“We’re really pleased to see the sheer breadth of what kind of books can be hits,” Sentar says. “They’re not limited to a certain genre or audience at all. The fact that [Okayado’s] Monster Musume and My Lesbian Experience with Loneliness can both be bestsellers on the manga shelf of today’s bookstores is a sign of how much the Western manga market has grown to cater to different audiences. The manga industry in Japan is famously known for producing comics for almost any kind of reader, and we’re seeing a little more of that in the Western market as the audience ages. We now see an entire generation of Western kids who have had access to manga in English since their childhood.”
Seven Seas is also expanding its lineup of LGTBQ-friendly titles, including more yuri (girls-love) manga, and adding its first boys-love title: Go for It, Nakamura!, a romantic comedy by Syundei about a shy high school boy dealing with his first gay crush. In a similar vein, Viz Media is releasing That Blue Sky Feeling (Sorairo Flutter) by Okura and Coma Hayashii, a charming story about two high school boys discovering the first exciting and awkward feelings of attraction for each other.
Original comics content is also making a bit of a comeback with North American manga publishers. Kodansha has rallied several top comics creators such as Alex DeCampi (Prophet) and David López (All-New Wolverine) to tell new stories based in the world of the manga sci-fi classic, The Ghost in the Shell. Previewed on Free Comic Book Day and due for release in fall 2018, The Ghost in the Shell: Global Neural Network includes four stories set in the world of Ghost in the Shell, supervised by its original creator, Masamune Shirow.
JY, Yen Press’s new young readers imprint, has Crush, the sequel to bestsellers Awkward and Brave by Svetlana Chmakova, due for a fall 2018 debut. Viz Media recently picked up the cult hit webcomic Homestuck by Andrew Hussie and released it in a hardcover edition. And Tokyopop, the early “original English-language manga” proponent, recently added more original manga content to its publishing list, highlighting a series of newly discovered female creators marketed under the banner of “International Women of Manga.”
Light novels—illustrated prose novels often based on, or adapted from, manga and anime—are also enjoying growing popularity with readers in North America, with publishers such as Seven Seas, Vertical, and Yen Press all mentioning light novels as highlights among their current and upcoming releases. Yen Press mentions the whimsically titled I’ve Been Killing Slimes for 300 Years and Maxed Out My Level as a light novel standout hit, and Seven Seas reports strong presales for Didn’t I Say to Make My Abilities Average in the Next Life?! and Monster Girl Doctor. BookWalker account manager Meilyne Tran also notes that light novels compose 40% of the e-book retailer’s total sales, even though light novel titles represent only 20%–30% of its total current inventory.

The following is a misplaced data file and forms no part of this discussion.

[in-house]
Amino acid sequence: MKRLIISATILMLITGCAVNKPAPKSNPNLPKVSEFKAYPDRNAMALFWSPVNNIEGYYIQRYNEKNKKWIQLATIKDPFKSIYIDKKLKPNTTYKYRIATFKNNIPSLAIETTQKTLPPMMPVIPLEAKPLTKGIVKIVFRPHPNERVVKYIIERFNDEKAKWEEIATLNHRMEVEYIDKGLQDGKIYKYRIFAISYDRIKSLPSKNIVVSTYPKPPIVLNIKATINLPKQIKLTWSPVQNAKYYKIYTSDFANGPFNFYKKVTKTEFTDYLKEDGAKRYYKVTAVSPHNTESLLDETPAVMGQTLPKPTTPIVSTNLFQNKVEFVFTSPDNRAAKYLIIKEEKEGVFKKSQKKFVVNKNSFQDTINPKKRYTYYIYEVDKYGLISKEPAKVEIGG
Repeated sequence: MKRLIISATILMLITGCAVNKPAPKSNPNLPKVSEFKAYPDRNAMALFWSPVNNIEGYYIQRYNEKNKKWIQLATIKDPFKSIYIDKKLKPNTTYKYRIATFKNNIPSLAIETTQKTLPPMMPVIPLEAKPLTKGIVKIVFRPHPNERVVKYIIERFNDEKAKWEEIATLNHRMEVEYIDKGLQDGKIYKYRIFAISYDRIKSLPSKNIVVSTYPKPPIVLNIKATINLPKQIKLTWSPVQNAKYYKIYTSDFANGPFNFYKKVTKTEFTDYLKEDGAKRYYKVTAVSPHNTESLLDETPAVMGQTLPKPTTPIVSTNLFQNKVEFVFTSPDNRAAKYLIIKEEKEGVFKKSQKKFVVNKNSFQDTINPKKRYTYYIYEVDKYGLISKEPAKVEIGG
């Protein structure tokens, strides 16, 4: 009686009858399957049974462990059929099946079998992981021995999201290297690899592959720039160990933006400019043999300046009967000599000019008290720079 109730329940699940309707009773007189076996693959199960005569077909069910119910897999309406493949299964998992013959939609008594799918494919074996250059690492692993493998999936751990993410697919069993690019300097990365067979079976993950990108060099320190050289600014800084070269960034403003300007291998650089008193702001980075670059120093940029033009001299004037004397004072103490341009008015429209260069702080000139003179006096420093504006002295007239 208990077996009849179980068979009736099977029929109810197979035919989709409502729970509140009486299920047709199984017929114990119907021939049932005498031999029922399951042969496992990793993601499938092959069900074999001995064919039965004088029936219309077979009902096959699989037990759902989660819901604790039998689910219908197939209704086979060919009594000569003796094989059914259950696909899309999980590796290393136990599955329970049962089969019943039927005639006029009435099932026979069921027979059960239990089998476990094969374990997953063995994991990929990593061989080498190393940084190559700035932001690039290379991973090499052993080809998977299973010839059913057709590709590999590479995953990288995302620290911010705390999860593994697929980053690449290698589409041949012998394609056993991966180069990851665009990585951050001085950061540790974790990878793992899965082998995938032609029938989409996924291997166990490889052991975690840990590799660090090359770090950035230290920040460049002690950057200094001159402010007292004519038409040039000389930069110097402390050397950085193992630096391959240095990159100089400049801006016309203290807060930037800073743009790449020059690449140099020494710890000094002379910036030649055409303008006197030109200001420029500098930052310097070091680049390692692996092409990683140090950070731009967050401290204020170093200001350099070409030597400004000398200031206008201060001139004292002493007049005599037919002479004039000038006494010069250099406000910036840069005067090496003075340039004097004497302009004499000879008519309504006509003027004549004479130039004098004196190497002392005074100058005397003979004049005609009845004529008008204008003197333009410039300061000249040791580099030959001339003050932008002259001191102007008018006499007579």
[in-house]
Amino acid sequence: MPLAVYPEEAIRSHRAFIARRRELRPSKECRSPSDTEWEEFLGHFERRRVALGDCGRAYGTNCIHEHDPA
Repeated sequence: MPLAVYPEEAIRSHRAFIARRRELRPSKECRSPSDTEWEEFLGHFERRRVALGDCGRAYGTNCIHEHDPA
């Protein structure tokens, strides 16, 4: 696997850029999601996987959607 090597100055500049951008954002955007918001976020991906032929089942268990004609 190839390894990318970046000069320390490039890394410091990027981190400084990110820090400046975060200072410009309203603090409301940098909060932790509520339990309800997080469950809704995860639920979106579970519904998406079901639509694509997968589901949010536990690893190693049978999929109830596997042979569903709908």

According to Yen Press’s Hassler, “It’s not at all unusual for us now to see the light novels outperforming the manga iterations of those series—something that wasn’t always the case historically. Light novels have established themselves as an increasingly important component of our business. We’re planning to increase our light novel output by about 30% this year over last.”
Deluxe Editions, Manga Classics, Manga Lit
Back-catalogue titles being re-presented in premium formats are also enjoying some success, as well as reprints of classic manga. Kodansha’s deluxe 35th-anniversary box set of the seminal sci-fi/action manga series Akira received an Eisner Award nomination and is also going back to press for a new printing.
Viz Media is bringing back perennial fan favorite Fullmetal Alchemist in an expanded hardcover edition with new cover art and bonus content not available in previous editions. Seven Seas is betting on the success of the Devilman Crybaby anime on Netflix, publishing hardcover editions of the original Devilman and Cutey Honey manga by Go Nagai, as well as deluxe hardcover editions of Captain Harlock and Space Battleship Yamato by Leiji Matsumoto.
Also appearing on the high end of the manga publishing scale is Dark Horse Comics’ gallery editions. The publisher is releasing a new work based on the final chapter of Lone Wolf and Cub by Kazuo Koike and Goseki Kojima. Dark Horse manga editor Carl Horn says the idea behind this coffee-table book is “to reproduce the artwork, as closely as possible, as the original artist would have seen it on his or her drawing board—including things like stray marks from pencils, doodles in the margin, paste lines, and Wite-out.” He adds, “Dark Horse’s Lone Wolf and Cub is the first attempt to publish an entire manga story through its original art, and in a format that this story is not available in, even for readers in Japan.”